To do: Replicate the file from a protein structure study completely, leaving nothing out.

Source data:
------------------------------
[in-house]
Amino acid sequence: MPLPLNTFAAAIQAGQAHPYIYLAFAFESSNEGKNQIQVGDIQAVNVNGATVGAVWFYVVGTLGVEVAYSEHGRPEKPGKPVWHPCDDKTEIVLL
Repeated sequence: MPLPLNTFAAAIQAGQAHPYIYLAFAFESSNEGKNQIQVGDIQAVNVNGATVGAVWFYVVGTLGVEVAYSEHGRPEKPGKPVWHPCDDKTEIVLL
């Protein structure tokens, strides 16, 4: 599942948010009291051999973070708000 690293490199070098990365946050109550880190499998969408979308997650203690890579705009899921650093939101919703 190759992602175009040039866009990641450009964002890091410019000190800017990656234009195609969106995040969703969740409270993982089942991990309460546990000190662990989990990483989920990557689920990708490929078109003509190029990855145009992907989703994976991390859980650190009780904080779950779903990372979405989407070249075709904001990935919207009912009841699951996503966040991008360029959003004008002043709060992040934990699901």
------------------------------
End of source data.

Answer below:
[in-house]
Amino acid sequence: MPLPLNTFAAAIQAGQAHPYIYLAFAFESSNEGKNQIQVGDIQAVNVNGATVGAVWFYVVGTLGVEVAYSEHGRPEKPGKPVWHPCDDKTEIVLL
Repeated sequence: MPLPLNTFAAAIQAGQAHPYIYLAFAFESSNEGKNQIQVGDIQAVNVNGATVGAVWFYVVGTLGVEVAYSEHGRPEKPGKPVWHPCDDKTEIVLL
């Protein structure tokens, strides 16, 4: 599942948010009291051999973070708000 690293490199070098990365946050109550880190499998969408979308997650203690890579705009899921650093939101919703 190759992602175009040039866009990641450009964002890091410019000190800017990656234009195609969106995040969703969740409270993982089942991990309460546990000190662990989990990483989920990557689920990708490929078109003509190029990855145009992907989703994976991390859980650190009780904080779950779903990372979405989407070249075709904001990935919207009912009841699951996503966040991008360029959003004008002043709060992040934990699901």